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Posts Tagged with "George Zimmerman"

WNBA teams show what Black Lives Matter solidarity looks like

July 31, 2016

Two more teams have come together to make a political statement. The Minnesota Lynx and the New York Liberty of the WNBA have chosen to advocate an idea that really should not be radical but somehow is, in the United States of 2016: the idea that Black lives matter. These are public and visible displays of real solidarity: white players joining with their Black teammates, wearing the same shirts and standing alongside them in a show of multiracial unity against anti-Black bigotry.

Mondo mourned

April 4, 2016

He was born David Rice and, in his youth, he joined an offshoot of the Black Panther Party, a decision that would change his life’s trajectory. For, when he and another young man, Edward Poindexter, joined the National Committee to Combat Fascism (NCCF), they walked into the crosshairs of the state. Political prisoner Wopashitwe Mondo Eyen we Langa died March 11 at the maximum-security Nebraska State Penitentiary.

When it gets to this point

August 21, 2015

Michael Brown? … I had never heard of him … had never heard anything he’d done … before the news of his death came … whoever he might have become … whatever he might have achieved … had he lived longer … not been riddled lifeless by … bullets from Darren Wilson’s gun … and crumpled on the pavement of a Ferguson street … for more than four hours in … the heat of that August day … and before … I’d never heard of Trayvon Martin

What I meant when I said that #BlackLivesMatter

July 25, 2015

July 13 marks two years since #BlackLivesMatter was created. The #BlackLivesMatter movement has pushed to ensure that all Black lives are seen as an important part of an overall movement for social transformation. We have much to lose if we negate that all Black lives are central to the most well being for all of us. We must not rest until all of us are free.

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Filed Under: California and the U.S.
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Ferguson grand juror sues prosecutor to lift gag order

January 7, 2015

A Ferguson grand juror who heard the case of Darren Wilson previewed potentially scathing criticism of St. Louis County Prosecutor Robert McCulloch in a lawsuit alleging that McCulloch skewed the views of jurors when he delivered a lengthy public presentation to announce that the jury wouldn’t file any charges against Wilson for killing Michael Brown. The juror filed a federal lawsuit Monday anonymously to challenge a gag order.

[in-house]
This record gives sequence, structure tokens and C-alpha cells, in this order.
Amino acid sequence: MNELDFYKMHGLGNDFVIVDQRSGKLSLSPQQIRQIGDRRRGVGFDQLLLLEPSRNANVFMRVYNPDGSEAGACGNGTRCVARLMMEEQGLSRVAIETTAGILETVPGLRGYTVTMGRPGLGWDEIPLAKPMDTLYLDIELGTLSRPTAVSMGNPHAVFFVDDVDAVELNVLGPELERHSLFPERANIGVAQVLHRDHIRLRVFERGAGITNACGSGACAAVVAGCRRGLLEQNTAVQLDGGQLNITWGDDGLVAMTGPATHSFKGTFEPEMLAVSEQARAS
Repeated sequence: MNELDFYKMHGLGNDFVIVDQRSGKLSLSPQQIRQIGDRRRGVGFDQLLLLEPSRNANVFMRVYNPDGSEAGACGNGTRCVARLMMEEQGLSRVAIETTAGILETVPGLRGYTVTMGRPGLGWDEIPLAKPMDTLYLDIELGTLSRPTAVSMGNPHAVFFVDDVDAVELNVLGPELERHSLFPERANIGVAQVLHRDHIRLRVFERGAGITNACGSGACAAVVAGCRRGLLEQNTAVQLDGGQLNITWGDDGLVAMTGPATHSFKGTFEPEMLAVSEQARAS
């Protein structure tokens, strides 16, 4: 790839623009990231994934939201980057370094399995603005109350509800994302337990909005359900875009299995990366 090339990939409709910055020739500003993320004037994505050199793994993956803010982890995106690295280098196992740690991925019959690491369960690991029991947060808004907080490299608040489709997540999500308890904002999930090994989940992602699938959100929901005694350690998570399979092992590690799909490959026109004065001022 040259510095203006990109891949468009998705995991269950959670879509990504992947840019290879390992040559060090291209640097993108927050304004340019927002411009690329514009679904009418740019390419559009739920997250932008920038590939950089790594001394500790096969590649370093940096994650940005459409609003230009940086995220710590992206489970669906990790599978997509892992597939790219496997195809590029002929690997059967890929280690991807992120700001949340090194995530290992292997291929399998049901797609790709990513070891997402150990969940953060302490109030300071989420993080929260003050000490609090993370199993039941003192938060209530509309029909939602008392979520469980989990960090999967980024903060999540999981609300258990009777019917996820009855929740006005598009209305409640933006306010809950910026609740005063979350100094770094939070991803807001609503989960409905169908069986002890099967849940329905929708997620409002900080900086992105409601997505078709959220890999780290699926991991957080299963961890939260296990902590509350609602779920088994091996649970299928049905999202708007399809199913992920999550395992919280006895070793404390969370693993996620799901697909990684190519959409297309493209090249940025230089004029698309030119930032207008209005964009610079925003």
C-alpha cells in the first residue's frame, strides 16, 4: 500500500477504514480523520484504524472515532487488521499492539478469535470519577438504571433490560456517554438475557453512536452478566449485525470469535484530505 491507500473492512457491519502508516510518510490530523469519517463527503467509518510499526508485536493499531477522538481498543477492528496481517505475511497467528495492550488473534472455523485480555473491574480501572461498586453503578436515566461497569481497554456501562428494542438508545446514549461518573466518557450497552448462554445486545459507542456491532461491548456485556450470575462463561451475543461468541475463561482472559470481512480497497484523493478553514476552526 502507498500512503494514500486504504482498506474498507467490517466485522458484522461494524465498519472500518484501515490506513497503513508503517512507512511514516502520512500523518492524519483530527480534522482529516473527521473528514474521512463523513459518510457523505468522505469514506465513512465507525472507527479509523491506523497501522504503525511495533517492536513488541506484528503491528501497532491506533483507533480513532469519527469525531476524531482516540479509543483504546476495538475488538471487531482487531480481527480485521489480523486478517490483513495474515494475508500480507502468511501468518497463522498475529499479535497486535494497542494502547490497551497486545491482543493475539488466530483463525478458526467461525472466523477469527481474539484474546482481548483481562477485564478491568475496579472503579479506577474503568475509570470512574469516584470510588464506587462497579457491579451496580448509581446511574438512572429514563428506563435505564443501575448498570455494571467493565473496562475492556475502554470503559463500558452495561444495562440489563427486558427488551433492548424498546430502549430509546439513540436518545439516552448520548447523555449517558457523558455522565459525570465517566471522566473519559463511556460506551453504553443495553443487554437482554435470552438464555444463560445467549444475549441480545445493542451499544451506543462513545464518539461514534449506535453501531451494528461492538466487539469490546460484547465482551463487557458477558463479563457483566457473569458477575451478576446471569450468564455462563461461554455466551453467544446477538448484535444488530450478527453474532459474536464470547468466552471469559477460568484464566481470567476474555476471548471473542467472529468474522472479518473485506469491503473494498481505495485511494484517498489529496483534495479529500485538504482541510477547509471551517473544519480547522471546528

Time to stop racially motivated killings

December 3, 2014

Every day on the news we see reports of young people being killed by police and other members of society, senseless murders that snuff out the lives of our youth before they have had the chance to truly live. So much potential lost, so many hopes and dreams gone down the grave, so many lives shattered. We get angry and organize protests and marches in the cities and towns where these murders occur but what are we doing to prevent them?

The red flag flies high again on prosecution in Michael Brown slaying

September 16, 2014

The instant that the call on whether to prosecute Brown’s killer, Ferguson police officer Darren Wilson, would be made by the hard-nosed St. Louis County prosecutor Robert McCullough, who has a well-worn record of refusal to prosecute any officers who have been involved in dubious, even outrageous killings of mostly unarmed Black suspects, the screams were loud for a special prosecutor.

The untold story of Oscar Grant’s father: Racism, mass incarceration and police brutality

September 5, 2013

On Sept. 8, 1985, Oscar Grant Jr. found himself in jail for a murder he did not commit and has since been held in prison for 28 years. An innocent Grant suffered for decades the dehumanizing conditions of prison and was deprived of raising his son, Oscar Grant III. His reality took a more horrifying turn on New Year’s Day 2009, when from inside prison Grant Jr. learned the news that a police officer had deliberately killed his son on a train platform in Oakland.

For Trayvon Martin: How did the world get here?

August 5, 2013

How did the world get here? Did you hear what they said: Another young brother is dead. Meanwhile Zimmerman is set free; how the fuck can this be? A man with a gun killed Sybrina and Tracy’s son. Yet he received an acquittal while Trayvon was only armed with a bag of skittles, showing once again how little America values Black life.

Former San Francisco Supervisor Willie B. Kennedy: Gone too soon!

August 4, 2013

The community gathered at Jones Memorial United Methodist Church on Friday, July 12, to give accolades as the family of former San Francisco Supervisor Willie B. Kennedy observed obsequies for the stalwart leader who will be greatly missed. Almost 90 years of age, a well-lived life etched in our hearts, Willie B. Kennedy’s life of service gives us comfort.

Trayvon Martin and implicit bias

August 3, 2013